By Claire Marsland, Early Modern Catholic Material Culture PhD
On the 17th March 2019 I gave a paper at the Renaissance Society of America’s annual conference in Toronto, Canada. My conference fee was funded by the St. John’s College student opportunities fund for which I am very grateful. I am currently in the third year of my part-time PhD focussing on Early modern English Catholic material culture and attending the RSA annual conference was a great opportunity to present my work to an international audience of various disciplines. The title of my paper was Material Culture of Persecution: Identifying and Analysing English Catholic Liturgical Objects. It outlined the benefits of using artefacts to further understand the liturgical practice of English Catholic communities during years of illegal activity and argued that the creation and use of mass equipment was more complex than previously thought. Throughout my presentation I displayed images of specific artefacts from the collections of Ushaw College, of which I am custodian in my day job, and from other institutions visited during research trips. The religious restrictions placed upon English Catholics after the reformation resulted in the creation of unique liturgical artefacts which were designed to be easily concealed. This took the form of chalices which could unscrew into small sections; portable altar stones made out of thin roof slates; vestments made with all the colours of the church calendar so that only one was required and chalices of plain pewter which could be mistaken for a secular drinking cup. Still largely held in private hands, these items have been working sacred items, with some continuing to be used to this day, and have therefore received little academic attention.
My paper was part of a panel: The Material Culture of Catholicism and Confessional Politics in Early Modern England chaired by Dr. Alexandra Walsham (Cambridge University). The other papers were That Silken Priest”: Catholic Disguise and Anti-Popery on the English Mission (1559–1640) by Sarah Johanesen (King’s College, London) and Sacred Materials and Political Subversion in the Jesuit Mission to England by Dr. Aislinn Muller (Boston College). All three papers flowed well together and are an example of the increasing use of material culture in British Catholic historical studies. The panel had a great turn out and resulted in very interesting questions and debates. I attended other panels throughout the conference, including papers on 16th century European dress, English Catholic networks and reading 17th century religious artwork. The key note lecture was The Winged Eye at Work: Leon Battista Alberti Surveys Old St. Peter’s by Anthony Grafton, Princeton University, who presented to a packed ballroom a fascinating reinterpretation of primary sources.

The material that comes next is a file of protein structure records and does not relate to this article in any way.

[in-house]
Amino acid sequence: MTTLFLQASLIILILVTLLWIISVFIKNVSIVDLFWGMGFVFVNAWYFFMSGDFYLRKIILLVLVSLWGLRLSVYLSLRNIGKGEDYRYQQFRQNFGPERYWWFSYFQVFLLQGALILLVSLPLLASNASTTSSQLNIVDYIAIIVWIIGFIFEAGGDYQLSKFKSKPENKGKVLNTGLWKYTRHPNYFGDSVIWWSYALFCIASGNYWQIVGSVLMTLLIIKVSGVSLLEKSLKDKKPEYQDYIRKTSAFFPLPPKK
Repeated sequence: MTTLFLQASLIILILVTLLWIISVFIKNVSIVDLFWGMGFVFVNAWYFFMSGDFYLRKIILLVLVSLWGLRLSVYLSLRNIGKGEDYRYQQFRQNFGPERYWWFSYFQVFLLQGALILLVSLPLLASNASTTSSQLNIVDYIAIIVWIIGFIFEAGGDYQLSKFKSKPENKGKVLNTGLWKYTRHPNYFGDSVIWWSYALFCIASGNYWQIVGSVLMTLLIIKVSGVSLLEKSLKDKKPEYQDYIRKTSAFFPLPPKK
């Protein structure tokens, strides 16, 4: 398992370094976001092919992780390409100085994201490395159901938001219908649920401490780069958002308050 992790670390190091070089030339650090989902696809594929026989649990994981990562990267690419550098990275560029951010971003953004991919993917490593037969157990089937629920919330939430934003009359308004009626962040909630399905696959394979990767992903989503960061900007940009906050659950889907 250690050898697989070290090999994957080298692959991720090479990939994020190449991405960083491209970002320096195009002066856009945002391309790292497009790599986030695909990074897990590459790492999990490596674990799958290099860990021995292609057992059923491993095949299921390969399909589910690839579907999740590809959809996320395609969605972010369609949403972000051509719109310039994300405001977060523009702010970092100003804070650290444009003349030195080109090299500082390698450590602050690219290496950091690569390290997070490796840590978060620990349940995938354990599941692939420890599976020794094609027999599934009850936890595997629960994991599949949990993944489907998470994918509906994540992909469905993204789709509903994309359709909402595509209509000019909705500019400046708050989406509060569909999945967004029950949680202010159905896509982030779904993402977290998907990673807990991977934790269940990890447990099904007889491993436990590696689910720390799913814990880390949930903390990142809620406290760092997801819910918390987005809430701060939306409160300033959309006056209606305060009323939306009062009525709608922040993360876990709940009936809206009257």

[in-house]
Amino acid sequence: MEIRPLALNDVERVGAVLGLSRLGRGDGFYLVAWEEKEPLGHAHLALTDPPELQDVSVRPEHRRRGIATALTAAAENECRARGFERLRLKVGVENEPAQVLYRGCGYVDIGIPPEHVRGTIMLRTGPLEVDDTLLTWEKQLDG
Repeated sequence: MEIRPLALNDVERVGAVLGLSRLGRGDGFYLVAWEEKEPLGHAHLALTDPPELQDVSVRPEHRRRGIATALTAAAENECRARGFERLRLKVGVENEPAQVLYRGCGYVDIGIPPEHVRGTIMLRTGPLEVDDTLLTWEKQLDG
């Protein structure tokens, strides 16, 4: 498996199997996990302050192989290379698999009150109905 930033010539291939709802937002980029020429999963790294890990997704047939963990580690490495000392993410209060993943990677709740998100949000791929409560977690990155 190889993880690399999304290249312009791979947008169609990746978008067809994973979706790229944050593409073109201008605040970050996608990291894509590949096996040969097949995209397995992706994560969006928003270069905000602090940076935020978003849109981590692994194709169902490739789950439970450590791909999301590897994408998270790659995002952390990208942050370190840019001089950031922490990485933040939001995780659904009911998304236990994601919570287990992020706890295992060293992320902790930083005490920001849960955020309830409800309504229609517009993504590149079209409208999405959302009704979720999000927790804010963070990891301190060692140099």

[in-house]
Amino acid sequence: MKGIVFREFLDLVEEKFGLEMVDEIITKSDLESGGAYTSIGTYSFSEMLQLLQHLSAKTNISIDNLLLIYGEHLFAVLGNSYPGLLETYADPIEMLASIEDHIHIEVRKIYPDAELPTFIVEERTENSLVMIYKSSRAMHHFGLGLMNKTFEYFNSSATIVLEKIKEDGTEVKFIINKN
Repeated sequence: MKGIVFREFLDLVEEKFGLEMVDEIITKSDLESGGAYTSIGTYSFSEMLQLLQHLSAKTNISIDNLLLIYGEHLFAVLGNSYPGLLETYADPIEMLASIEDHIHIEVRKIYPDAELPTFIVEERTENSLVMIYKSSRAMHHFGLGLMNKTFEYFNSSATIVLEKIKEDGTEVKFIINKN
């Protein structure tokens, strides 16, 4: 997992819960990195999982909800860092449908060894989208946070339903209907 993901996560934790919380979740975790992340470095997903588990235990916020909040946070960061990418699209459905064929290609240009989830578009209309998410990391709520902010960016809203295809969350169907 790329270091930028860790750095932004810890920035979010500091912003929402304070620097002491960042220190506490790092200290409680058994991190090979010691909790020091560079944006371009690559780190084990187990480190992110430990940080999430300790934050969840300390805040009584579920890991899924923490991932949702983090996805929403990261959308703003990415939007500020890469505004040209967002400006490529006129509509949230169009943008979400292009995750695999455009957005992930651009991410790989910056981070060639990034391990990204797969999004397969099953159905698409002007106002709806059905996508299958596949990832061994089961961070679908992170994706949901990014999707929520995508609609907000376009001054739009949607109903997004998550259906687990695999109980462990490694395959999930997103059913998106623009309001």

I was fortunate enough to have a bit of time to see the City of Toronto which quite rightly deserves its nickname ‘Mini New York’. Gleaming towers stretch across the skyline with an underground network of paths and shopping centres for the harsh winter. The Art Gallery of Ontario has a wonderful collection of European Renaissance and Modernist art and I very much enjoyed seeing an exhibition of Impressionist paintings, including Monet’s Arrival of the Normandy Train, Gare Saint-Lazare, 1877 on loan from the Chicago. I also could not have travelled so close to Niagara Falls without visiting and it was definitely worth the effort. There were still large sections of ice covering the falls and the bright sunshine and blue sky made for a very atmospheric visit and resulted hundreds of photographs!
Presenting a paper at the RSA conference has been wonderful experience for my personal and academic development. Until this point I had not attended such a large international conference and interdisciplinary feedback has been incredibly useful in forming my future research.
Photographs by Claire Marsland.